Thursday, 21 August 2014

Edinburgh Fringe 1984 - Young Ones & Fiasco Job Job

In 1984 a young couple visited the Edinburgh Fringe for the first time. These are some of their souvenirs. The photo at the top shows Hev in what was then The Fringe Club and what is now Gilded Balloon Teviot. Regulars there will recognise the canteen area, which is unchanged, except they don't allow shoddily photocopied flyers to be randomly pasted to the pillars. Especially not flyers advertising shows at other venues (New York Stand Up was on across town at The Assembly Rooms, while Teviot itself was host to some shows in The Debating Hall, including John Hegley which we just failed to see because it was sold out on the night we went. 30 years later, Teviot gets divided up into a dozen performance spaces, including one which is a balcony the rest of the year round.)

The tickets are from two of the comedy shows we saw, from back in the days when comedy was only a small part of the Edinburgh Fringe. John Dowie, many people will remember, was one of the founding fathers of alternative comedy, his single My Pussycat's A Punk Rocker, bridging the gap between Jasper Carrott's folk club and modern stand up a couple of years before the Comic Strip and the Comedy Store came to be. His support act, the inexplicably named Fiasco Job Job, were in fact Arthur Smith and Phil Nice, just starting their careers in comedy (Arthur had just given up on being in a pop group that never made it, and Phil Nice's Mum was one of Heather's teachers in Basildon and she'd occasionally seen him there, which was his claim to fame thus far).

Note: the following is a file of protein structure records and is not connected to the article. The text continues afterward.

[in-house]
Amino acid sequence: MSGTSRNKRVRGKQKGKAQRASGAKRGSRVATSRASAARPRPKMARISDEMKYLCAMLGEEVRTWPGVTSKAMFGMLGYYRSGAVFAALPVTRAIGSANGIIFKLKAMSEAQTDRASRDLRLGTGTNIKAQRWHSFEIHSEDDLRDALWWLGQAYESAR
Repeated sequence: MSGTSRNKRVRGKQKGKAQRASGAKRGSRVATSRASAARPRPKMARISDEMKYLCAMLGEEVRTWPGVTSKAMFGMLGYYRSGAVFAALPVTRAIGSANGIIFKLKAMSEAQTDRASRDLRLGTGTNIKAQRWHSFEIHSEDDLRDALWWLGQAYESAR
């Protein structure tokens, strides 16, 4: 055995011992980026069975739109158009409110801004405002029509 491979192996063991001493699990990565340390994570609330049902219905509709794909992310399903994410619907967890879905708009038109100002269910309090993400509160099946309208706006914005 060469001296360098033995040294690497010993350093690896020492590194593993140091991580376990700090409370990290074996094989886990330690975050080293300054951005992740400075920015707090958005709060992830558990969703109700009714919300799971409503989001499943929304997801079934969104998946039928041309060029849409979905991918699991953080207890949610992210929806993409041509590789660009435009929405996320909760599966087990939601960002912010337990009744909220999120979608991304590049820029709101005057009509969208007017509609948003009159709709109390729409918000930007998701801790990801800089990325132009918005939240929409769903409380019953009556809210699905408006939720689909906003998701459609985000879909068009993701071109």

In the lower photo, proving that annoying audience members taking photos is not a new invention, we see Nigel Planer as Neil The Hippy, fresh from the last series of The Young Ones, doing a one man show in character, supported by double act The Oblivion Boys, aka Mark Arden and Stephen Frost. As you can see from the Dowie and Planer examples, acts didn't attempt to fill a whole hour with material, even if they were the most famous comics in town, and had support acts sharing the bill as a matter of course. Nigel Planer in particular needed this as, aside from his 10 minute original Neil routine from The Comic Strip and his songs Hole In My Shoe and Try A Taste Of My Wee Wee, his material was paper thin and over-extended. Funny the things you can still remember after three decades. In fact in both of these shows, the support acts were the ones who impressed us the most, being the exciting bright young stars of the future. God, I knew Arthur Smith when he was a bright young thing.

New York Stand Up starred Rita Rudner, who went on to great TV success, and two others whose names, faces and details entirely escape me, sorry.


The Scottish Falsetto Sock Puppet Theatre ...And So Am I is at the Edinburgh Fringe 2014, July 30 - Aug 25 Gilded Balloon, 10.30pm

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